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Islamic State militants attack Egypt’s Sinai

At least 70 soldiers reportedly killed in simultaneous attacks on Egypt army checkpoints; Sheikh Zuweid police station under siege
Egyptian troops battle militants in North Sinai near Egypt's eastern border with Gaza on 1 July 2015 (AA)

Surprise attacks carried out by affiliates of Islamic State (IS) militants against Egyptian army positions in Sinai Peninsula on Wednesday have killed at least 70 soldiers and 38 militants, witnesses and officials initially said.

But military officials on Thursday put the death toll at 21 members of the security forces, four of which were officers and the other 17 were soldiers.  

The military on Thursday also claimed to have killed over 100 militants, but witnesses told MEE that the figure is inflated, placing the dead militants at somewhere between 20 and 40.

Egypt's military spokesman announced on Thursday that all of Sinai is under army control and that his forces are currently on the hunt for militants.

"People must know that on the ground, these [militants] are like some mice, and nothing more. They are few mercenaries. Whatever their strength and numbers, the armed forces are able to crush them," army spokesman brigadier-general Mohamed Samir told Al Hadath TV.

An unspecified number of civilians and health officials were also killed in the crossfire, as the clashes continued with Egyptian air force F-16 fighter jets pounding IS positions in the town of Sheikh Zuweid. Warplanes resumed strikes against IS positions into the early hours of Thursday, security officials said.

The IS offensive began on Wednesday morning when militants targeted about 15 army checkpoints in simultaneous attacks, as well as the police station in Sheikh Zuweid, Hossam al-Shorbagy, an Istanbul-based Egyptian journalist, told MEE.

'Army vehicles were forced to retreat'

“IS militants took full control of four of the army posts after killing many of the soldiers there. The other positions were attacked with light, medium and heavy weaponry,” said Shorbagy. “Two checkpoints in Sheikh Zuweid were hit by suicide attacks by militants who drove into the military positions, clearing the way for other IS gunmen to shoot at the remaining soldiers.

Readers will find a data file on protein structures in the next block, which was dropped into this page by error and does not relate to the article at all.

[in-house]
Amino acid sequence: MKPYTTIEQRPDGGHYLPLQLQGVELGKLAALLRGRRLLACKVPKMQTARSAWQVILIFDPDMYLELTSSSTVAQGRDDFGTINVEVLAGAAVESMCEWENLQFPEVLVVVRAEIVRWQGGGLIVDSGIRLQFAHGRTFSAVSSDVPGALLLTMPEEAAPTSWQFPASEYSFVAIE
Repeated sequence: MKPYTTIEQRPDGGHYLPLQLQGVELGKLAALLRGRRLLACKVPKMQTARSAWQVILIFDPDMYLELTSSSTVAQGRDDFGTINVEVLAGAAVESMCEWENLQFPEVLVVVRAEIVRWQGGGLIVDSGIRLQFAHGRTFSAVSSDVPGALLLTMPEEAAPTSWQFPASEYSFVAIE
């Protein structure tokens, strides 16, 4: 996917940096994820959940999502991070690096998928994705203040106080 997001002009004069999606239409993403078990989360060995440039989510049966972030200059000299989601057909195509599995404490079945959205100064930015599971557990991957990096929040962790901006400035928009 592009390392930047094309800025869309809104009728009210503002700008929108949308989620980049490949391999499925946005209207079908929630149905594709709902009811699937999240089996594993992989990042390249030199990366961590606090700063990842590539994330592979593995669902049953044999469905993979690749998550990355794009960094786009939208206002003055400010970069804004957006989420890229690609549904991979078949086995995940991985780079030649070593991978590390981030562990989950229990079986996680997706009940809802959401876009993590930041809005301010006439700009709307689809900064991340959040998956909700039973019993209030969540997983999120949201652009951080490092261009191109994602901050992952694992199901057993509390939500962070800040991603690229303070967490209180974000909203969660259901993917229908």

“The army tried to send reinforcements but as three of their tanks were blown up by IS militants using RPGs and road mines, the army vehicles were forced to retreat [back] to their original positions.”

Most of the soldiers were not killed in direct face-to-face clashes with IS, but by militant rockets and explosives, or after shooting sprees that followed suicide bombings, according to Shorbagy, who cited sources in Sinai.

The army posts consisted mainly of checkpoints at crossroads, manned by 30-40 soldiers backed by three-to-four tanks or armoured vehicles.

Witnesses said Apache helicopters were hovering over Sheikh Zuweid before F16 jets were flown to raid yet unknown positions in Sinai.

The initial delay in airstrikes was thought to be due to the fact that the IS militants were too close to the soldiers.  

Egyptian forces had reportedly deserted most of the military checkpoints, but security personnel are still present in the police station.  

Police station under siege

“An officer in Sheikh Zuweid police station said that his forces were surrounded by IS militants following the surprise attack,” Muhamed Sabry, an Egyptian journalist based in Sinai, told MEE.

“He could see IS militants sitting in their four-by-four vehicles from his office window inside the police station,” said Sabry, adding that the current siege of the building is not tight and officers can leave the building at will.

“The police officer [who did not wish to be named] confirmed that the surprise attacks were carried out against checkpoints in the town entrance from Al-Arish in the west, and the town’s exit towards Rafah and the southern road towards the villages that have a heavy IS presence like al-Joura and al-Mahdia.”

There were two confirmed civilian fatalities before midday, but the toll is likely to increase - a precise figure remains elusive, as medical staff could not access the troubled zones.

“Three cases reached al-Arish general hospital; two have died from bullet wounds while a third - a woman in her fifties - was shot in the leg,” said Sabry, adding that “the ambulances are in al-Arish and cannot enter Sheikh Zuweid as there are mines in the road.

“Residents remained at home out of fear, and the casualties that were reported came as a result of being caught in the crossfire.”

A bigger army offensive is expected to take place overnight or on Thursday morning as many of the military positions are still under IS control.

“Witnesses say IS militants are parading with their weapons in villages near Sheikh Zuweid,” said Sabry.

“Army checkpoints are almost empty of soldiers. Egyptian forces are currently stationed in al-Joura area, near the international peacekeeping forces, and inside Sheikh Zuweid police station,” he added.

The view from Gaza

Meanwhile Palestinians near the Egyptian border with Gaza woke up to the sound of blasts that shook their houses near Rafah.

“I can see Egyptian troops patrolling their side of the border some 200 metres away. There are two bulldozers that appear to be digging trenches,” Mohammed Omer, a Gaza-based Palestinian journalist, told MEE.

“The Egyptians are installing a new watchtower on the border. We hear an explosion every few minutes but cannot see where it is coming from. In the morning we saw smoke and flames but now we only hear blasts.” 

Omer noted that people were relieved with the recent opening of the Rafah crossing and feared the latest development would mean the border would continue to be shut with Egypt.

“The Rafah crossing was opened twice over the past two weeks. The first time for five days and the second for three days, which allowed at least 4,000 people to travel to Egypt.”